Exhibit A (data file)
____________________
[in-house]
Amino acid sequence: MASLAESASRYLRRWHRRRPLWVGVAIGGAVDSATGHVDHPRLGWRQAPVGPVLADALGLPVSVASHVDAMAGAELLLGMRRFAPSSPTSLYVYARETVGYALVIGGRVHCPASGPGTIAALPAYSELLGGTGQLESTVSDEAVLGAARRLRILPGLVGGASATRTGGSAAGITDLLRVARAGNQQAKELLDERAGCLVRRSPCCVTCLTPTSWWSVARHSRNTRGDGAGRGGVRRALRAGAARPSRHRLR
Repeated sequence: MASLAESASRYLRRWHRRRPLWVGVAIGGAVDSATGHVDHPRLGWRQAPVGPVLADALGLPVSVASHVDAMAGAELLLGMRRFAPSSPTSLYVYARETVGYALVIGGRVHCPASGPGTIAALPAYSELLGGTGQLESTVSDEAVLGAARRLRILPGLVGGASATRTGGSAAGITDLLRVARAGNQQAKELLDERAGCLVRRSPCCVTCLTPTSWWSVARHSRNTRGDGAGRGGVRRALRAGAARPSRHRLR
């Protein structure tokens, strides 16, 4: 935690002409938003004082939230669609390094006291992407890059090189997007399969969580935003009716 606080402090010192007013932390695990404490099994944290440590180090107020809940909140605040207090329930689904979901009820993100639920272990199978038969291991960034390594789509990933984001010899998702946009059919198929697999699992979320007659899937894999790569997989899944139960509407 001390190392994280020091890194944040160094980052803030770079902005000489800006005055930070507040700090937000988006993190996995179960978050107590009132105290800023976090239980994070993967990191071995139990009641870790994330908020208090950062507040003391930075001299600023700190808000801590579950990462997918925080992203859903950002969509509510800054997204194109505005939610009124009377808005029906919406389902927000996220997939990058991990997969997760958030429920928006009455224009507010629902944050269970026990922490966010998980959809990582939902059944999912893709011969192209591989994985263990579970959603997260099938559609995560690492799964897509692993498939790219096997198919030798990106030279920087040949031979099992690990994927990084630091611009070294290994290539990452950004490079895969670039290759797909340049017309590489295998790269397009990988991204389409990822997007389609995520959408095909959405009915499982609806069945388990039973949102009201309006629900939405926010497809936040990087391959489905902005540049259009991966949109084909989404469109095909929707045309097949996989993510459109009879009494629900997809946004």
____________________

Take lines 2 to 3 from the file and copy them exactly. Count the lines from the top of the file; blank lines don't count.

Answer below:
Amino acid sequence: MASLAESASRYLRRWHRRRPLWVGVAIGGAVDSATGHVDHPRLGWRQAPVGPVLADALGLPVSVASHVDAMAGAELLLGMRRFAPSSPTSLYVYARETVGYALVIGGRVHCPASGPGTIAALPAYSELLGGTGQLESTVSDEAVLGAARRLRILPGLVGGASATRTGGSAAGITDLLRVARAGNQQAKELLDERAGCLVRRSPCCVTCLTPTSWWSVARHSRNTRGDGAGRGGVRRALRAGAARPSRHRLR
Repeated sequence: MASLAESASRYLRRWHRRRPLWVGVAIGGAVDSATGHVDHPRLGWRQAPVGPVLADALGLPVSVASHVDAMAGAELLLGMRRFAPSSPTSLYVYARETVGYALVIGGRVHCPASGPGTIAALPAYSELLGGTGQLESTVSDEAVLGAARRLRILPGLVGGASATRTGGSAAGITDLLRVARAGNQQAKELLDERAGCLVRRSPCCVTCLTPTSWWSVARHSRNTRGDGAGRGGVRRALRAGAARPSRHRLR